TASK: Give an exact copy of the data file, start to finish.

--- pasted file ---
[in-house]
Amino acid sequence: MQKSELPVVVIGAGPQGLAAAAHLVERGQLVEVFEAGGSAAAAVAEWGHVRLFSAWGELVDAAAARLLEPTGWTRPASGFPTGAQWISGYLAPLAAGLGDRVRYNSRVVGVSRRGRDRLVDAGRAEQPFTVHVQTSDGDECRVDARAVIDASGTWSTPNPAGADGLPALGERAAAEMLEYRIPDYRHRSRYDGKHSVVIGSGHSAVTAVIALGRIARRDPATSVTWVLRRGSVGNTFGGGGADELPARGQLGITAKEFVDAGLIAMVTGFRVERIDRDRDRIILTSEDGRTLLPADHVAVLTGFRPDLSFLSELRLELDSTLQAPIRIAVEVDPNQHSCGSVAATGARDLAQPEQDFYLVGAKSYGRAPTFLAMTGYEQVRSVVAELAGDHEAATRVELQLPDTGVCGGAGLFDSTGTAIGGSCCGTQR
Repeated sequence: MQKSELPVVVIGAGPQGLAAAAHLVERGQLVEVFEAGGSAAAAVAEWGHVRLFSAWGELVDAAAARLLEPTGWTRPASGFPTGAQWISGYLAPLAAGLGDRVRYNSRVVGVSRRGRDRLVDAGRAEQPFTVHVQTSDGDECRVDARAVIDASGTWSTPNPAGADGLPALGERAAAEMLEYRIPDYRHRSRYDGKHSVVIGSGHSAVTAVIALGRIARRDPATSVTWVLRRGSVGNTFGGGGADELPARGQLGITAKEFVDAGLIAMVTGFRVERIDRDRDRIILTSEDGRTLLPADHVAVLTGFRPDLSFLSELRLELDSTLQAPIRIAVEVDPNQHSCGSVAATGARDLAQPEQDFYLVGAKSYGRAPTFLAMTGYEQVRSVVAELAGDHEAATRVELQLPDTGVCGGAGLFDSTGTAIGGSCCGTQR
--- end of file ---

[in-house]
Amino acid sequence: MQKSELPVVVIGAGPQGLAAAAHLVERGQLVEVFEAGGSAAAAVAEWGHVRLFSAWGELVDAAAARLLEPTGWTRPASGFPTGAQWISGYLAPLAAGLGDRVRYNSRVVGVSRRGRDRLVDAGRAEQPFTVHVQTSDGDECRVDARAVIDASGTWSTPNPAGADGLPALGERAAAEMLEYRIPDYRHRSRYDGKHSVVIGSGHSAVTAVIALGRIARRDPATSVTWVLRRGSVGNTFGGGGADELPARGQLGITAKEFVDAGLIAMVTGFRVERIDRDRDRIILTSEDGRTLLPADHVAVLTGFRPDLSFLSELRLELDSTLQAPIRIAVEVDPNQHSCGSVAATGARDLAQPEQDFYLVGAKSYGRAPTFLAMTGYEQVRSVVAELAGDHEAATRVELQLPDTGVCGGAGLFDSTGTAIGGSCCGTQR
Repeated sequence: MQKSELPVVVIGAGPQGLAAAAHLVERGQLVEVFEAGGSAAAAVAEWGHVRLFSAWGELVDAAAARLLEPTGWTRPASGFPTGAQWISGYLAPLAAGLGDRVRYNSRVVGVSRRGRDRLVDAGRAEQPFTVHVQTSDGDECRVDARAVIDASGTWSTPNPAGADGLPALGERAAAEMLEYRIPDYRHRSRYDGKHSVVIGSGHSAVTAVIALGRIARRDPATSVTWVLRRGSVGNTFGGGGADELPARGQLGITAKEFVDAGLIAMVTGFRVERIDRDRDRIILTSEDGRTLLPADHVAVLTGFRPDLSFLSELRLELDSTLQAPIRIAVEVDPNQHSCGSVAATGARDLAQPEQDFYLVGAKSYGRAPTFLAMTGYEQVRSVVAELAGDHEAATRVELQLPDTGVCGGAGLFDSTGTAIGGSCCGTQR